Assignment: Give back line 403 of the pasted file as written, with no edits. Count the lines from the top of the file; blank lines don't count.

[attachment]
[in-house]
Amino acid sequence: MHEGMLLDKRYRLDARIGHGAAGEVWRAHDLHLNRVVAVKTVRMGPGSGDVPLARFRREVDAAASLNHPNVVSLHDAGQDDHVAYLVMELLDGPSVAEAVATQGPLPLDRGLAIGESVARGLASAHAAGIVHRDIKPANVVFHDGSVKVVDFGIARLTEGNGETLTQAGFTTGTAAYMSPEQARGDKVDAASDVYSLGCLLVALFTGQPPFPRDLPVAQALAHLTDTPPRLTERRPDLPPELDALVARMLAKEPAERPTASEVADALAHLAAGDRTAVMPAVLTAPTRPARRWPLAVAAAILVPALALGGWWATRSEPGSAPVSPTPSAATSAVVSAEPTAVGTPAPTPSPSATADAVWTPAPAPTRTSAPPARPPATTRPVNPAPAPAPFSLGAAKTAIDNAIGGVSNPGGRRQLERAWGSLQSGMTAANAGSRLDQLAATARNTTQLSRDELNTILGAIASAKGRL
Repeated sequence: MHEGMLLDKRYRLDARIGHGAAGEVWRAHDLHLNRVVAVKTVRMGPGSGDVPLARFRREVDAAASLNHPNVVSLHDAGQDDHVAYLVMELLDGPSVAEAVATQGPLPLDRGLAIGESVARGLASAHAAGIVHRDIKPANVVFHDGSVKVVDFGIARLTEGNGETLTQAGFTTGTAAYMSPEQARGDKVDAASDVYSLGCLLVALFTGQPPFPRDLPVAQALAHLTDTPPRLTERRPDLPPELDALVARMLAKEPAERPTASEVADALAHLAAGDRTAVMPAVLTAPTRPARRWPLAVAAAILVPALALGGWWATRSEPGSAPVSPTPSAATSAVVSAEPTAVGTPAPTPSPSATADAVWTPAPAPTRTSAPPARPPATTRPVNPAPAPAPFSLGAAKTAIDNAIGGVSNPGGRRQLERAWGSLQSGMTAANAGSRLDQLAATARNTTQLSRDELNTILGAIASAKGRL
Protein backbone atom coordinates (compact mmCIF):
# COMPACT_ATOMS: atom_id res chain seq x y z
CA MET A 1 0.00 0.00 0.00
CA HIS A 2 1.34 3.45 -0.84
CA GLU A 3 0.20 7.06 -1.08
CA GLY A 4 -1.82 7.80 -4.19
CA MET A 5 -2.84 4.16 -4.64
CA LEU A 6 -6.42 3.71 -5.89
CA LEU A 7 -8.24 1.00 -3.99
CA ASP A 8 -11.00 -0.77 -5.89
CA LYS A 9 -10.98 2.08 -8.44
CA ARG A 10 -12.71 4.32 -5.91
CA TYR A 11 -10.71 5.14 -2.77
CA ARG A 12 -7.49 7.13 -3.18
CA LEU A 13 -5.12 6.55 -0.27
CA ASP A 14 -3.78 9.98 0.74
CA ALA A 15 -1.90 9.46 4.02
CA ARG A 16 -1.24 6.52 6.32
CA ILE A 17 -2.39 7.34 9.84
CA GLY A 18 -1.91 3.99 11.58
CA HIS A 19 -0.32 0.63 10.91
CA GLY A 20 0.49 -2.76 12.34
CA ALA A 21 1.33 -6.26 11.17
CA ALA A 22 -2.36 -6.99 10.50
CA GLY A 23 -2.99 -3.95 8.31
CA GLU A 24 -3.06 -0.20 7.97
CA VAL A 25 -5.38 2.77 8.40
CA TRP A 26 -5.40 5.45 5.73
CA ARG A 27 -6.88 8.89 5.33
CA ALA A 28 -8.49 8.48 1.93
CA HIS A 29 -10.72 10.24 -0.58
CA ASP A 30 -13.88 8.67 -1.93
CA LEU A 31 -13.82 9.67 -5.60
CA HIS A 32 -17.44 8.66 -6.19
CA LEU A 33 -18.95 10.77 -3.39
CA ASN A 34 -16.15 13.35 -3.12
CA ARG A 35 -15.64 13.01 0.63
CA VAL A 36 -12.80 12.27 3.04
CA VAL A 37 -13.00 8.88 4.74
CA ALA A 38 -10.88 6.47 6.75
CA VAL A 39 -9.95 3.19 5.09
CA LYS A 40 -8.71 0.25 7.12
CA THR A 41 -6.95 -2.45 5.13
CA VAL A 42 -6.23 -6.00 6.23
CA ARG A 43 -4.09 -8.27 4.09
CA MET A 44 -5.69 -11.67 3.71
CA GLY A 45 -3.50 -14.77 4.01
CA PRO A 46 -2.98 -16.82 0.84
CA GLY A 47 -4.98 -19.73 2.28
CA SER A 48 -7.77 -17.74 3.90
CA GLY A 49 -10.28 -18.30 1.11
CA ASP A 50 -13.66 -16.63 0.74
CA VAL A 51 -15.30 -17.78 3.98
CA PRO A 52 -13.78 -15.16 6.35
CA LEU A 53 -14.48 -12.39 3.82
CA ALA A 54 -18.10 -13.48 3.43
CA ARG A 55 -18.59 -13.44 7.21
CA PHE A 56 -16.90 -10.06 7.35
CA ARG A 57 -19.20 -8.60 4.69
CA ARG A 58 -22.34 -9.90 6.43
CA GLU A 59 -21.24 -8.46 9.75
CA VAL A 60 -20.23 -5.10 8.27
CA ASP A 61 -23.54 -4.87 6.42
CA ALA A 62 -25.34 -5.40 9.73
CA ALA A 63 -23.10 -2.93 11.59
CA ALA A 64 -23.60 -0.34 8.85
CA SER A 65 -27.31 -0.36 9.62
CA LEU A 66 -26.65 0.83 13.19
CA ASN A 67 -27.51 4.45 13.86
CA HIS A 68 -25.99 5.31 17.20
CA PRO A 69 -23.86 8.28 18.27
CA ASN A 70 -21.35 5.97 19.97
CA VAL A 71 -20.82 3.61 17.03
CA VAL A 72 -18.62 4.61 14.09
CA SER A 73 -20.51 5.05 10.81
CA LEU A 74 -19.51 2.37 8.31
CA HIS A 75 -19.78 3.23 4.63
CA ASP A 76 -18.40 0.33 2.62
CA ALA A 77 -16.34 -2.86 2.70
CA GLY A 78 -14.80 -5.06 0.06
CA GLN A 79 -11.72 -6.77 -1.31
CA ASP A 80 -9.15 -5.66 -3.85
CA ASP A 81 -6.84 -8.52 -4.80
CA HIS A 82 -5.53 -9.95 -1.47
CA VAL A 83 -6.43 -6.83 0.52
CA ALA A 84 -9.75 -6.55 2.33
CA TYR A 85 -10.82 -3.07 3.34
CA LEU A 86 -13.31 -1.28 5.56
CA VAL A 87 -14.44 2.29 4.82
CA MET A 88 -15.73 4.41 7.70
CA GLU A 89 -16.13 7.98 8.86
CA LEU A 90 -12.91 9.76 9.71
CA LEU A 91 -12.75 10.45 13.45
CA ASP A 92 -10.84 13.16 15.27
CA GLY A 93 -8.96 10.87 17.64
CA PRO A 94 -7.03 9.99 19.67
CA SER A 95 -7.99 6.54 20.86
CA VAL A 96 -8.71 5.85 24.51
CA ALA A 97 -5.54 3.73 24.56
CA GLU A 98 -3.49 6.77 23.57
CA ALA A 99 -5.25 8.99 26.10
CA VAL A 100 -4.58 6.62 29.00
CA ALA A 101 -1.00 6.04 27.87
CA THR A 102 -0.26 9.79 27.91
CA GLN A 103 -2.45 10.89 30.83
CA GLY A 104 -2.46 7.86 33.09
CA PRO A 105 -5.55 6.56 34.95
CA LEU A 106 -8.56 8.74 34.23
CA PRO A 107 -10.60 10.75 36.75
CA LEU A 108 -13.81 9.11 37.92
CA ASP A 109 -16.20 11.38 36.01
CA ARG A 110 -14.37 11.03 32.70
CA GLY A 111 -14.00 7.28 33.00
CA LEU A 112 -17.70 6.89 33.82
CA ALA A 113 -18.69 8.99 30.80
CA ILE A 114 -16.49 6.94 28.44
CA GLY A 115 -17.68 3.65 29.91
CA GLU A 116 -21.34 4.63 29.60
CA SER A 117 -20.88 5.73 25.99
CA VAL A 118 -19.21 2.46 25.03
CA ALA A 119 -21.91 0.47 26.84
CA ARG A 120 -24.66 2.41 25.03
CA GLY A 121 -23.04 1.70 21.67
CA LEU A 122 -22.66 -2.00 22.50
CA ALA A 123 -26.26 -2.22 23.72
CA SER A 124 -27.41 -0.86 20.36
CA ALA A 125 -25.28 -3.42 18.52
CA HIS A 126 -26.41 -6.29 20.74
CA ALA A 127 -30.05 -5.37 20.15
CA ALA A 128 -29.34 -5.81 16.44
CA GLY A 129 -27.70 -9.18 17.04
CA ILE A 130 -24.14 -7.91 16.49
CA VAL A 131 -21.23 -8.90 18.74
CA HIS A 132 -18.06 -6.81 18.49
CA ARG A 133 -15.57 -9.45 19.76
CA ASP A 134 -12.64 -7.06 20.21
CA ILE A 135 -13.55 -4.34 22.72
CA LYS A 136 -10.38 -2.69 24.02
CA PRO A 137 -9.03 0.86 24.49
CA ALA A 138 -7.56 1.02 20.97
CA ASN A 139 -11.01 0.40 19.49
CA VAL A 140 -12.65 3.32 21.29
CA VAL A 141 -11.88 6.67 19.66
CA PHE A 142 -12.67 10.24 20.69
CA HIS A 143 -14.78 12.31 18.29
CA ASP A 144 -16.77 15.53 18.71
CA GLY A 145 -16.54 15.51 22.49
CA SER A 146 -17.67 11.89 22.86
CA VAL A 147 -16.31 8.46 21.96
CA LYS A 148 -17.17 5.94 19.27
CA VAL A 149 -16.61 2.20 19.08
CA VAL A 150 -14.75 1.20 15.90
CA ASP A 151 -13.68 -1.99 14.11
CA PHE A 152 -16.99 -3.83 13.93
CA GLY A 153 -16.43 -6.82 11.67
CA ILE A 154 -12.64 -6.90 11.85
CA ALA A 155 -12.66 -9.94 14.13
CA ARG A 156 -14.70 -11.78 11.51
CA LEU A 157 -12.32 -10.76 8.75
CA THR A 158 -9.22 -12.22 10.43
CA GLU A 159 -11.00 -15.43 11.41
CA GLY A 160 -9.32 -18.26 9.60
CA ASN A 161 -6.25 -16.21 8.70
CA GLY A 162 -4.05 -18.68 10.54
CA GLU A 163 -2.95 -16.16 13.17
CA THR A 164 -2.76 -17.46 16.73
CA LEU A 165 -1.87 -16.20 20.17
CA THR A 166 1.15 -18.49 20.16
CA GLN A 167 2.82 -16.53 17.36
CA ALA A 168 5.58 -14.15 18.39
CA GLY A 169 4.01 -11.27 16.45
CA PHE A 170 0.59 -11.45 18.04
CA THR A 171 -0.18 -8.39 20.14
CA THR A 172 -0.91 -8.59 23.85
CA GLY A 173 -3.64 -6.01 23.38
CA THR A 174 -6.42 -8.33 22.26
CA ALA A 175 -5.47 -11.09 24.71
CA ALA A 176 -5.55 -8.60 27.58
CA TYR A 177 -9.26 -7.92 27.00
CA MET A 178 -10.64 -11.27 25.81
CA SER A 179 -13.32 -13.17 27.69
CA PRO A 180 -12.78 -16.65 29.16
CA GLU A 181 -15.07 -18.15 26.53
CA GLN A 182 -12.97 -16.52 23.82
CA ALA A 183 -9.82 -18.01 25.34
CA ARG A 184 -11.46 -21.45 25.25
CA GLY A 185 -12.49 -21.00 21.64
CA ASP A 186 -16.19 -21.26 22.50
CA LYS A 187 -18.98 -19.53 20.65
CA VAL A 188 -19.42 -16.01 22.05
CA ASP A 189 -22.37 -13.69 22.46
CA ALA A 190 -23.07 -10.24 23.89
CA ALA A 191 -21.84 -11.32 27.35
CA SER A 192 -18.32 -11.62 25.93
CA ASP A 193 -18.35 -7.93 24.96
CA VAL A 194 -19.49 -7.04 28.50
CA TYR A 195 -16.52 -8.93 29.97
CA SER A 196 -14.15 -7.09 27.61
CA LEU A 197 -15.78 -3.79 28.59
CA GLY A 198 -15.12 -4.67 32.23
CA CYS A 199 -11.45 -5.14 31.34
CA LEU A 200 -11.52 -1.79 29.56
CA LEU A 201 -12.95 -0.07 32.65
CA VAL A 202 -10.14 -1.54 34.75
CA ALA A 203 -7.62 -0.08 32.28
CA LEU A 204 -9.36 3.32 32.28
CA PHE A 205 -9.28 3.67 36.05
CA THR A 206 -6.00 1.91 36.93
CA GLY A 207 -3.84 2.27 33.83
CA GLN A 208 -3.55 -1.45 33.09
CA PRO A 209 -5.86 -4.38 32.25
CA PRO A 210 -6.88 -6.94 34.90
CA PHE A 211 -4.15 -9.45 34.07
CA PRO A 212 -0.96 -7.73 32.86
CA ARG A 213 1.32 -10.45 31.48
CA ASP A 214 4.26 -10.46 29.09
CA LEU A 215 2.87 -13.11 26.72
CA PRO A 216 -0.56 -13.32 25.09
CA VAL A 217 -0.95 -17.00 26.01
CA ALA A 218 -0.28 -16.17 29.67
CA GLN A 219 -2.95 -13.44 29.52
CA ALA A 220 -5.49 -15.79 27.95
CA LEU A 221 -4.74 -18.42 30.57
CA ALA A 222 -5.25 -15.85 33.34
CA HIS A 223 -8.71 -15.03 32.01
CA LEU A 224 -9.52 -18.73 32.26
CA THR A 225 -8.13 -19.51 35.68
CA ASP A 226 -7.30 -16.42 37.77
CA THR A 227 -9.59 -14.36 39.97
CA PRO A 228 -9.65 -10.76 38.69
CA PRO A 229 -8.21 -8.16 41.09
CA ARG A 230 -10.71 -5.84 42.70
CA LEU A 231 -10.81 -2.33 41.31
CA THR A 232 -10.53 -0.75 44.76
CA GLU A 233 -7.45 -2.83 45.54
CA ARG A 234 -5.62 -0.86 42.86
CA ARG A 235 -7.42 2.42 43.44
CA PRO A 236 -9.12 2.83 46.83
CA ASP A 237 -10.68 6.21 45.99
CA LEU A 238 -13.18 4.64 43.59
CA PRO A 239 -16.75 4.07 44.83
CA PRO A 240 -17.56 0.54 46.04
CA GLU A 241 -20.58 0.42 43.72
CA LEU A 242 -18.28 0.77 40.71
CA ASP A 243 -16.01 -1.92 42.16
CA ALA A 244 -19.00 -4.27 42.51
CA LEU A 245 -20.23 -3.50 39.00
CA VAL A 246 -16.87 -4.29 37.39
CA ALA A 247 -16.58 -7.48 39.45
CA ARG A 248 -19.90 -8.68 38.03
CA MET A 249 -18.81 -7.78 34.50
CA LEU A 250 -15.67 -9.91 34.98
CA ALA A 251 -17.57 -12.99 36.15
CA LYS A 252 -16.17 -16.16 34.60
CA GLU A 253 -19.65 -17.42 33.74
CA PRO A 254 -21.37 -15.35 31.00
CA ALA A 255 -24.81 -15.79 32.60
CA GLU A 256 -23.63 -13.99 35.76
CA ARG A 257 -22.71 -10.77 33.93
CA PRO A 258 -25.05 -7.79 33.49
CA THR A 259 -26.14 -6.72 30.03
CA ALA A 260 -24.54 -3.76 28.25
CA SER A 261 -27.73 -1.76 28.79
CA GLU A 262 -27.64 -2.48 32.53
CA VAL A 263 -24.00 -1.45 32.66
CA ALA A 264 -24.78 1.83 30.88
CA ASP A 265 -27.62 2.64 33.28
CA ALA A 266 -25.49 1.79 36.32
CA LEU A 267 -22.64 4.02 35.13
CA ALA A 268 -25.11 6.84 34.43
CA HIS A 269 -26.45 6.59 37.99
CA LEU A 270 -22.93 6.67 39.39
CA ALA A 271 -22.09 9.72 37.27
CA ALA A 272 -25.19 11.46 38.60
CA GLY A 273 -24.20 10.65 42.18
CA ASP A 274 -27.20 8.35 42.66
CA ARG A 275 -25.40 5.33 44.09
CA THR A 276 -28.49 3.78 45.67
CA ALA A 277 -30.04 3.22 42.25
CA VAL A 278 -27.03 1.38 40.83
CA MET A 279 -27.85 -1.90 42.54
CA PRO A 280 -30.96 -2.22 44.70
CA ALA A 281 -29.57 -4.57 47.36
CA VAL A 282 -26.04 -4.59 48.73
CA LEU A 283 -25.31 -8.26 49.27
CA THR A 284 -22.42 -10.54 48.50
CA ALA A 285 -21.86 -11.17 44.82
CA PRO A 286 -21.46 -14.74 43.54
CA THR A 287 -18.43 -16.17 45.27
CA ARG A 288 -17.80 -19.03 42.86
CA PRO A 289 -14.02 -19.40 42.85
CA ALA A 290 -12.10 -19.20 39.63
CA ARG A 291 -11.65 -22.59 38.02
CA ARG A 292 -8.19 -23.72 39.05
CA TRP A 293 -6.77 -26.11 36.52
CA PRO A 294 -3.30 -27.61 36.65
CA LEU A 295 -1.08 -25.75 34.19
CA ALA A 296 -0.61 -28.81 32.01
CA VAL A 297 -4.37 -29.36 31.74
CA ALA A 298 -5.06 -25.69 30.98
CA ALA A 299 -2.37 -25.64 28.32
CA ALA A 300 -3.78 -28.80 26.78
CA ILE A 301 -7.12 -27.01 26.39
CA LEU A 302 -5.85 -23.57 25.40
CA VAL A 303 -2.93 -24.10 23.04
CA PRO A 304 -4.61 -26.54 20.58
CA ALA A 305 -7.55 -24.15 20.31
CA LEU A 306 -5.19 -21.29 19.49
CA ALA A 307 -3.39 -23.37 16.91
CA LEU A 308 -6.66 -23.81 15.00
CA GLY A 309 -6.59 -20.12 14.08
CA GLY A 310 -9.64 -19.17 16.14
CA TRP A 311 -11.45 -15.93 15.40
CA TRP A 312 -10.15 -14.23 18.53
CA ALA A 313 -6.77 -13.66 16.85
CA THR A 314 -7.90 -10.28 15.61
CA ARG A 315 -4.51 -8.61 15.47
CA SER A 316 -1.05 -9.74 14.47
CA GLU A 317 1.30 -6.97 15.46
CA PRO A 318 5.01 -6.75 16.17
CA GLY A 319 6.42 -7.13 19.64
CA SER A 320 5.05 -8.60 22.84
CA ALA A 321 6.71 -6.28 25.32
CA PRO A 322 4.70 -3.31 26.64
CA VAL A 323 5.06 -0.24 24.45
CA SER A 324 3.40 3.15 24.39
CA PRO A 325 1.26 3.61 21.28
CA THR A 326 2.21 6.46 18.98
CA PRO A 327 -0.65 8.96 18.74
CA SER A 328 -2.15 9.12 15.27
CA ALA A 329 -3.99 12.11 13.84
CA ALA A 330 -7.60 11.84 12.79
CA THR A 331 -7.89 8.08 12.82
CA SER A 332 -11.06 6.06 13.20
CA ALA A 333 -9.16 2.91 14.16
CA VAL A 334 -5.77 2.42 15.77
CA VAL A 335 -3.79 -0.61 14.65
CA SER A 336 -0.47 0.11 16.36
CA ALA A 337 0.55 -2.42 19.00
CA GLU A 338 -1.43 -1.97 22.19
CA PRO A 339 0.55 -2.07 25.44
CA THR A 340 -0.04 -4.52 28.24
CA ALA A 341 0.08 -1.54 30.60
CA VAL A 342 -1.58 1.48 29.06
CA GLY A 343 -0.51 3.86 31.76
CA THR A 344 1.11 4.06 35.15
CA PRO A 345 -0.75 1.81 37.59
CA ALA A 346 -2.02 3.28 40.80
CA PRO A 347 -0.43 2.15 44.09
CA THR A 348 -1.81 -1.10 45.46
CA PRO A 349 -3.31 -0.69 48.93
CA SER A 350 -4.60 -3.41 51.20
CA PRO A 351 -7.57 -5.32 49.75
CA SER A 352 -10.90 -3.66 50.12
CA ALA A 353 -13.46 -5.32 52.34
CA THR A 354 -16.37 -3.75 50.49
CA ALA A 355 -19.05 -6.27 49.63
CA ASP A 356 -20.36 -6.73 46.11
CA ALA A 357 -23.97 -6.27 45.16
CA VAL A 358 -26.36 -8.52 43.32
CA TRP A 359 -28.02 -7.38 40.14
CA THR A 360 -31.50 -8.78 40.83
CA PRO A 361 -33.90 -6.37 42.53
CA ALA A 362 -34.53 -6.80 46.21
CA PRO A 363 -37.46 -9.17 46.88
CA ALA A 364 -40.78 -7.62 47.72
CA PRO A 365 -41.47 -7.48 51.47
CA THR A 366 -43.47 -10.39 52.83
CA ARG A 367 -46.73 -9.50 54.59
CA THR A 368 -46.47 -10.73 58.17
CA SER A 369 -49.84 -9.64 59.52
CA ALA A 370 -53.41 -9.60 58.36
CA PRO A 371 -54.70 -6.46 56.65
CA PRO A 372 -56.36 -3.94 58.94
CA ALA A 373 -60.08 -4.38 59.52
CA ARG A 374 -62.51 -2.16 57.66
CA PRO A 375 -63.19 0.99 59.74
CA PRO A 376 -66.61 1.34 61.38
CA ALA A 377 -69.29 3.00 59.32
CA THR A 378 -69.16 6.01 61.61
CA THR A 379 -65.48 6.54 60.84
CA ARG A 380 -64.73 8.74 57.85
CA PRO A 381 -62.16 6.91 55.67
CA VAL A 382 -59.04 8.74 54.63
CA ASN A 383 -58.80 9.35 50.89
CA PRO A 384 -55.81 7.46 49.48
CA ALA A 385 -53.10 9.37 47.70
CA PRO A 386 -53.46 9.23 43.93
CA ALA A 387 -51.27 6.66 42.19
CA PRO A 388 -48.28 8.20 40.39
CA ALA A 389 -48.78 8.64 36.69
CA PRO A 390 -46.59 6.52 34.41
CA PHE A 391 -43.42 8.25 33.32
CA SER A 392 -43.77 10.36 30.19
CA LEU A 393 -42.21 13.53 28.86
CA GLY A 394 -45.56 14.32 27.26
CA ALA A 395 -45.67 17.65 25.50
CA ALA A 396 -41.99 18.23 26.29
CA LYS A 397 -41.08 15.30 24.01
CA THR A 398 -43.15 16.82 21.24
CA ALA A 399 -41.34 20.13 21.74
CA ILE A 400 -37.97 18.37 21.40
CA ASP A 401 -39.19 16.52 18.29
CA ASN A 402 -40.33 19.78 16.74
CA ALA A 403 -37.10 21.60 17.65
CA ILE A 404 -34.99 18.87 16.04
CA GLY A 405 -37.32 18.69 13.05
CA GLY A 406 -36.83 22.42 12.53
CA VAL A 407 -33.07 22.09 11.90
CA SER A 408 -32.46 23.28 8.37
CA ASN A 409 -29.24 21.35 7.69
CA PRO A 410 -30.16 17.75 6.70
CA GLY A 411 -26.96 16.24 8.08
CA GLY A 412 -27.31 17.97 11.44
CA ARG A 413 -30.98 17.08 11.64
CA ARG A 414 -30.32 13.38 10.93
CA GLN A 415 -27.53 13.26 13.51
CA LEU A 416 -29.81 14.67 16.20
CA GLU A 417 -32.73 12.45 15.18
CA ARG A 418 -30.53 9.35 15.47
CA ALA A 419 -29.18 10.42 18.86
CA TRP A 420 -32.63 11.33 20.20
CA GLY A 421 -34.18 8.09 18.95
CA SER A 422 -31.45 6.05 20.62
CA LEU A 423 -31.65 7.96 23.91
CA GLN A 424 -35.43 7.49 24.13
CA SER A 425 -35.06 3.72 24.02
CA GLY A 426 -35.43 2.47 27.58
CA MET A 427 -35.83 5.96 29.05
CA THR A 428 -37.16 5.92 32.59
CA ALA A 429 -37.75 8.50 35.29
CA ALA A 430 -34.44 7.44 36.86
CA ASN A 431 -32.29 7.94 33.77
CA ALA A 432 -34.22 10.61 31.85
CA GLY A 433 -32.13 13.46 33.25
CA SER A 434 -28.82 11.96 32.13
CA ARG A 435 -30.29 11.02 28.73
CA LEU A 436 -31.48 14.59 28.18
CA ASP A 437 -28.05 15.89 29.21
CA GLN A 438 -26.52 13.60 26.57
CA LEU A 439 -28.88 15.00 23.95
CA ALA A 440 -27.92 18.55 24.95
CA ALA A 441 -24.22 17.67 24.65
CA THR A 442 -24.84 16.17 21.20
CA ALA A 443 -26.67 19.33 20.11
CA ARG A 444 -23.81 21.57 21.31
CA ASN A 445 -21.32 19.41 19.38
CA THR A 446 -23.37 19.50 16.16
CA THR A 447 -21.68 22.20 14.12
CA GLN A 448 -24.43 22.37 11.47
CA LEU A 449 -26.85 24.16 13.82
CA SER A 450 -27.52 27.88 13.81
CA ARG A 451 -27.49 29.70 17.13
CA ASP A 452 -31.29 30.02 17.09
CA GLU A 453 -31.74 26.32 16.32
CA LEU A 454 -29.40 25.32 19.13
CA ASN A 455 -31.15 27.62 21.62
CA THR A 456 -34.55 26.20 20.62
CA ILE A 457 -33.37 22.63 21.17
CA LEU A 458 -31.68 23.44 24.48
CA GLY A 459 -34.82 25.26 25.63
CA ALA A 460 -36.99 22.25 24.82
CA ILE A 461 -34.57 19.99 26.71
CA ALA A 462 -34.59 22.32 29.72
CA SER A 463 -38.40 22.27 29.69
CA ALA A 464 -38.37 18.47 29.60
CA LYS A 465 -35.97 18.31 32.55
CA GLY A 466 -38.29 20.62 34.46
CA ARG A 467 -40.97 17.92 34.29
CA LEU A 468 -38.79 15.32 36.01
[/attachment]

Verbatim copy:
CA THR A 398 -43.15 16.82 21.24